User’s Guide : Advanced Single Equation Analysis : Cointegrating Regression : Background
  
Background
It is well known that many economic time series are difference stationary. In general, a regression involving the levels of these I(1) series will produce misleading results, with conventional Wald tests for coefficient significance spuriously showing a significant relationship between unrelated series (Phillips 1986).
Engle and Granger (1987) note that a linear combination of two or more I(1) series may be stationary, or I(0), in which case we say the series are cointegrated. Such a linear combination defines a cointegrating equation with cointegrating vector of weights characterizing the long-run relationship between the variables.
We will work with the standard triangular representation of a regression specification and assume the existence of a single cointegrating vector (Hansen 1992b, Phillips and Hansen 1990). Consider the dimensional time series vector process , with cointegrating equation
(26.1)
where are deterministic trend regressors and the stochastic regressors are governed by the system of equations:
(26.2)
The -vector of regressors enter into both the cointegrating equation and the regressors equations, while the -vector of are deterministic trend regressors which are included in the regressors equations but excluded from the cointegrating equation (if a non-trending regressor such as the constant is present, it is assumed to be an element of so it is not in ).
Following Hansen (1992b), we assume that the innovations are strictly stationary and ergodic with zero mean, contemporaneous covariance matrix , one-sided long-run covariance matrix , and covariance matrix , each of which we partition conformably with
(26.3)
In addition, we assume a rank long-run covariance matrix with non-singular sub-matrix . Taken together, the assumptions imply that the elements of and are I(1) and cointegrated but exclude both cointegration amongst the elements of and multicointegration. Discussions of additional and in some cases alternate assumptions for this specification are provided by Phillips and Hansen (1990), Hansen (1992b), and Park (1992).
It is well-known that if the series are cointegrated, ordinary least squares estimation (static OLS) of the cointegrating vector in Equation (26.1) is consistent, converging at a faster rate than is standard (Hamilton 1994). One important shortcoming of static OLS (SOLS) is that the estimates have an asymptotic distribution that is generally non-Gaussian, exhibit asymptotic bias, asymmetry, and are a function of non-scalar nuisance parameters. Since conventional testing procedures are not valid unless modified substantially, SOLS is generally not recommended if one wishes to conduct inference on the cointegrating vector.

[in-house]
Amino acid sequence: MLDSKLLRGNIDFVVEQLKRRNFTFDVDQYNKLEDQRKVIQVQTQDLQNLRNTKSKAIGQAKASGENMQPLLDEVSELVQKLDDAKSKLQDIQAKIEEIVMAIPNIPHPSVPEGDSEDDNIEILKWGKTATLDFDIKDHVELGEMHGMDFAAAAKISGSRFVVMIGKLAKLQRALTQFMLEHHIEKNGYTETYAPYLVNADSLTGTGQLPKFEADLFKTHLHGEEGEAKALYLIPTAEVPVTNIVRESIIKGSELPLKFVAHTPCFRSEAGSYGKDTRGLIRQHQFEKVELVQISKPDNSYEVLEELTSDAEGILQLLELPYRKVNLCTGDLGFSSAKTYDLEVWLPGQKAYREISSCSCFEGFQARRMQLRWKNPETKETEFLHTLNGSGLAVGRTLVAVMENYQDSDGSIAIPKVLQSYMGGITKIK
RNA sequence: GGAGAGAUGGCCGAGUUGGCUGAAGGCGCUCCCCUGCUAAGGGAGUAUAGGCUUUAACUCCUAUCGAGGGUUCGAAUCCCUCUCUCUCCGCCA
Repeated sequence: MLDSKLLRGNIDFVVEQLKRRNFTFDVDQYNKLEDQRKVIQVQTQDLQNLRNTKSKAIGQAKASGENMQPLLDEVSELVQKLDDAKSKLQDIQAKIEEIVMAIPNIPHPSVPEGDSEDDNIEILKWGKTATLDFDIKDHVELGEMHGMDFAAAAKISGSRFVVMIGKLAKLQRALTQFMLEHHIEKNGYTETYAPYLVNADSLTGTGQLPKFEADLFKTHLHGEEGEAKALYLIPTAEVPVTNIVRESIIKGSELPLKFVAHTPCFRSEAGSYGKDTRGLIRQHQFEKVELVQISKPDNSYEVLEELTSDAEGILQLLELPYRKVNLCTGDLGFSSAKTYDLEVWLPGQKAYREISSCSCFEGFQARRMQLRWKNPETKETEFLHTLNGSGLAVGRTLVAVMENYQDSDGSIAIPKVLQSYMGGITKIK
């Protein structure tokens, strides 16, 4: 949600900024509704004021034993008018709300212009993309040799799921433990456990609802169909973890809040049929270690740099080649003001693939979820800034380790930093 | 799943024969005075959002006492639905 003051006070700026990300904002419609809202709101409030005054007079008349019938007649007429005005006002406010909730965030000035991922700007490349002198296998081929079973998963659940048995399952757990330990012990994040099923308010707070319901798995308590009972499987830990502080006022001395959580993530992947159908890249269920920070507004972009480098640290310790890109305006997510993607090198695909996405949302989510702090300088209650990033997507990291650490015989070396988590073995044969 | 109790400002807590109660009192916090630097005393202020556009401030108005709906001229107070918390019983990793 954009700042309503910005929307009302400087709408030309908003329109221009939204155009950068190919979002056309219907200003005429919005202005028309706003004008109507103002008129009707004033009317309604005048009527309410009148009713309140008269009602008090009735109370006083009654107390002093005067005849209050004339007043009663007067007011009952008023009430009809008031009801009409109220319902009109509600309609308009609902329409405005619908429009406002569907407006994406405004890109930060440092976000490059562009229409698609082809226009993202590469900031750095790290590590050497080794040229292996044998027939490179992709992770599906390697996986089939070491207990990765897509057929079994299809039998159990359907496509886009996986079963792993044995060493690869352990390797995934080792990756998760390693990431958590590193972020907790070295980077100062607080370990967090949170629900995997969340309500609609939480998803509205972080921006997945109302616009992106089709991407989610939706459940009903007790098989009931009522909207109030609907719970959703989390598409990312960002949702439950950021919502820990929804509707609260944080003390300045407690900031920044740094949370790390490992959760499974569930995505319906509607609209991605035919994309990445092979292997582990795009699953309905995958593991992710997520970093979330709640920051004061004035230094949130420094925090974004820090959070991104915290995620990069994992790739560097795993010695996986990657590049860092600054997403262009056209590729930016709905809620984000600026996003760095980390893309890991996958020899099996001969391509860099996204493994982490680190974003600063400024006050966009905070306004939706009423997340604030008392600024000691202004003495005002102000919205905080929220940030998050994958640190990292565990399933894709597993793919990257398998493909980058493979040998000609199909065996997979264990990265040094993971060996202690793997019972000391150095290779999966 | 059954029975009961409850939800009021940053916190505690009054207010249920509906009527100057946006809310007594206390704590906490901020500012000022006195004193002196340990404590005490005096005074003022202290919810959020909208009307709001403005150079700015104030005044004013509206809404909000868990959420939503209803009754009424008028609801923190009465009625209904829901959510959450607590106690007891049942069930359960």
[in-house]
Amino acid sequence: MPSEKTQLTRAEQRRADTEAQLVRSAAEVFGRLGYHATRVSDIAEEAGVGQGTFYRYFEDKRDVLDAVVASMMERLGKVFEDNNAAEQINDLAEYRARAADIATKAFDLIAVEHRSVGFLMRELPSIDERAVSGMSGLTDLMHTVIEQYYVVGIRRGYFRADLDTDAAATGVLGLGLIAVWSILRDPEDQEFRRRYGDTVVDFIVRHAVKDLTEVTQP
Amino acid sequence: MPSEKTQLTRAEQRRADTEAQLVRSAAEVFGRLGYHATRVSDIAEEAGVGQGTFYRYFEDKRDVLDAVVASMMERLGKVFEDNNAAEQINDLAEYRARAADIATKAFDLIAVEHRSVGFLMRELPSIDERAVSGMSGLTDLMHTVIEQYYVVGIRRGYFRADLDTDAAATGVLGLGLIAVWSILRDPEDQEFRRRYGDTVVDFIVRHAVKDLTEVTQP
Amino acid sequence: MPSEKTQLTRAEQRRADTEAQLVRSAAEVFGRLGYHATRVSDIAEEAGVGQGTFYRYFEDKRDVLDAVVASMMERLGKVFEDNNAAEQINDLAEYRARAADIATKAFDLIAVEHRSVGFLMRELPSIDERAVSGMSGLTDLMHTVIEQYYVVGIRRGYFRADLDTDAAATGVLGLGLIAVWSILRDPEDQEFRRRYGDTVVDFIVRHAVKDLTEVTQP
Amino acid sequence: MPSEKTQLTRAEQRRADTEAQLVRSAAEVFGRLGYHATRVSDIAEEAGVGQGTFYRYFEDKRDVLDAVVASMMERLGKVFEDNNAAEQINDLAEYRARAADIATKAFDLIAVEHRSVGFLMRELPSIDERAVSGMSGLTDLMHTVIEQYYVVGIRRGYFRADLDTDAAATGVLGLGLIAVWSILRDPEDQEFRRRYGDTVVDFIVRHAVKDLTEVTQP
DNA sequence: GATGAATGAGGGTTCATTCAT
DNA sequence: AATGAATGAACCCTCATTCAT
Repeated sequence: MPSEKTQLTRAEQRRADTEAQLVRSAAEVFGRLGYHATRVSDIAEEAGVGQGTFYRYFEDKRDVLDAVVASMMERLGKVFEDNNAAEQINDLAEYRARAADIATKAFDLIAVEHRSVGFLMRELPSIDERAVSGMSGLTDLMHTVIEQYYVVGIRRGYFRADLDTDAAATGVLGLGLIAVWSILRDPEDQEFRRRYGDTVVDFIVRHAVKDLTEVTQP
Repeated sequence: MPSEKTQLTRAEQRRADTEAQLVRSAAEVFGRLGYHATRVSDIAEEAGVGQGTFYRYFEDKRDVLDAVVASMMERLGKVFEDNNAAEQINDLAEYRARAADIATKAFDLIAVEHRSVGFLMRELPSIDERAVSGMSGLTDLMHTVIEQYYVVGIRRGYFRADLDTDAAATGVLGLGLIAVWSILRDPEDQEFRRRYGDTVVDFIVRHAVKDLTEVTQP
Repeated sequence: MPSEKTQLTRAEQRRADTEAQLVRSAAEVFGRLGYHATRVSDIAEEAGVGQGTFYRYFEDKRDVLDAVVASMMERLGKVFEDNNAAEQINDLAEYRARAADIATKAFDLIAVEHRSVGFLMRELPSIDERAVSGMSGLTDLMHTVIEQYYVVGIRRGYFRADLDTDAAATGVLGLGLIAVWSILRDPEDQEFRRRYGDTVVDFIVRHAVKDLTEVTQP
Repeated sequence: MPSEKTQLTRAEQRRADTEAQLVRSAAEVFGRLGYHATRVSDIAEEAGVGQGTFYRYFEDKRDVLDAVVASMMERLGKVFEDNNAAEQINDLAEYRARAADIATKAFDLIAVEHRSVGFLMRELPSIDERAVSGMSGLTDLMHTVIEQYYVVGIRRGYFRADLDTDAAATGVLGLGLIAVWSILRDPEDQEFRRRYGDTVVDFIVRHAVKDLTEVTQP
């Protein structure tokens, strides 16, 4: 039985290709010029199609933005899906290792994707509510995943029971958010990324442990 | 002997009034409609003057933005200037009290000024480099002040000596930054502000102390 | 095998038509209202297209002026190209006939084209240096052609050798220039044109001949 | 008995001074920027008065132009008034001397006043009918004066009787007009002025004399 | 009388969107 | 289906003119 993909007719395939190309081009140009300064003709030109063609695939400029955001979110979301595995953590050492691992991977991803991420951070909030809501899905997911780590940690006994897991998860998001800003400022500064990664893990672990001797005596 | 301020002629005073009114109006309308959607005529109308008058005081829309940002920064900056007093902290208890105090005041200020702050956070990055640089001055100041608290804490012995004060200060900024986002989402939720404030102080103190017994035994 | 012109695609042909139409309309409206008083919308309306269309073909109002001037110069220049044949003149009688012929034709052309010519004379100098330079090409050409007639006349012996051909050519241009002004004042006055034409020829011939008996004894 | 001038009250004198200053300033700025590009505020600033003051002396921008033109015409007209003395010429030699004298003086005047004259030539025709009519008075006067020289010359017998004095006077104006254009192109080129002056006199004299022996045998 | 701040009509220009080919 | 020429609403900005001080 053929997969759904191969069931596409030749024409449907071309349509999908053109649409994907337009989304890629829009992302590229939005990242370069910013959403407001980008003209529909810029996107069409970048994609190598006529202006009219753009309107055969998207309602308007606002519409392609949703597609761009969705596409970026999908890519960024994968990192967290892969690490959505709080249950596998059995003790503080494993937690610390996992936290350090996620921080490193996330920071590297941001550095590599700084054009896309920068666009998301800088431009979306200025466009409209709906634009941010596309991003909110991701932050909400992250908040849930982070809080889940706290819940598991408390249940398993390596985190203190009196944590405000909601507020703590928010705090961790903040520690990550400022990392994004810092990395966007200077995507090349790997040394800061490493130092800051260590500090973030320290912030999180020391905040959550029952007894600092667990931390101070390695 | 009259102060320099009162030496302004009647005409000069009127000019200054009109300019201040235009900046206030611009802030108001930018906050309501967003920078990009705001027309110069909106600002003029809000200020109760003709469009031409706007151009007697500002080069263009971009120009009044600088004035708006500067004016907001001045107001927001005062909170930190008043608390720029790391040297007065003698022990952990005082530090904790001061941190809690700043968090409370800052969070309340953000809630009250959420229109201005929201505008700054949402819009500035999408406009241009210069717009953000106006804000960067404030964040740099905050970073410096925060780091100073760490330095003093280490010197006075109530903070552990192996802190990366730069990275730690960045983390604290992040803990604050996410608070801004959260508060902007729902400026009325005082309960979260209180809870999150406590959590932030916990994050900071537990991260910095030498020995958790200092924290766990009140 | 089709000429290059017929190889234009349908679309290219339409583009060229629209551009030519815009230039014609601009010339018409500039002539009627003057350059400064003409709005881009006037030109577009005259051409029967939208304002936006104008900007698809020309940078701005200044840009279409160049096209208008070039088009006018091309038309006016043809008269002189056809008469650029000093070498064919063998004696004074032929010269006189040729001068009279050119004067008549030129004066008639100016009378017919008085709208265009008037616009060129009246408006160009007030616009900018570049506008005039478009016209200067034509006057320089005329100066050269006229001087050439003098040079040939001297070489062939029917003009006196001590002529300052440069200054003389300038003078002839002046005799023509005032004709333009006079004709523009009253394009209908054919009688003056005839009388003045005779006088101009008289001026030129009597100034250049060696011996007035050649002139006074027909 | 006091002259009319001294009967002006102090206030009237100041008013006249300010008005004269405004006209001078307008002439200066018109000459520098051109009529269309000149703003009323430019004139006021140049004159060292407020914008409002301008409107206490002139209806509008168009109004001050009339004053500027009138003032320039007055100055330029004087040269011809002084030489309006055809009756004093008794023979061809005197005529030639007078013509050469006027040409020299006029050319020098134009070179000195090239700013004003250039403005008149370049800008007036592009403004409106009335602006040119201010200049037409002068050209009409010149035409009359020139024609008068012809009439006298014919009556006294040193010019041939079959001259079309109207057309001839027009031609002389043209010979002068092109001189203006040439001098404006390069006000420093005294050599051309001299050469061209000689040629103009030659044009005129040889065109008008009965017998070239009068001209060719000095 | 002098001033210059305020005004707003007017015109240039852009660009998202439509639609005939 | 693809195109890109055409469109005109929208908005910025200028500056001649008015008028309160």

The problematic asymptotic distribution of SOLS arises due to the presence of long-run correlation between the cointegrating equation errors and regressor innovations and, and cross-correlation between the cointegrating equation errors and the regressors . In the special case where the are strictly exogenous regressors so that and , the bias, asymmetry, and dependence on non-scalar nuisance parameters vanish, and the SOLS estimator has a fully efficient asymptotic Gaussian mixture distribution which permits standard Wald testing using conventional limiting -distributions.
Alternately, SOLS has an asymptotic Gaussian mixture distribution if the number of deterministic trends excluded from the cointegrating equation is no less than the number of stochastic regressors . Let represent the number of cointegrating regressors less the number of deterministic trend regressors excluded from the cointegrating equation. Then, roughly speaking, when , the deterministic trends in the regressors asymptotically dominate the stochastic trend components in the cointegrating equation.
While Park (1992) notes that these two cases are rather exceptional, they are relevant in motivating the construction of our three asymptotically efficient estimators and computation of critical values for residual-based cointegration tests. Notably, the fully efficient estimation methods supported by EViews involve transformations of the data or modifications of the cointegrating equation specification to mimic the strictly exogenous case.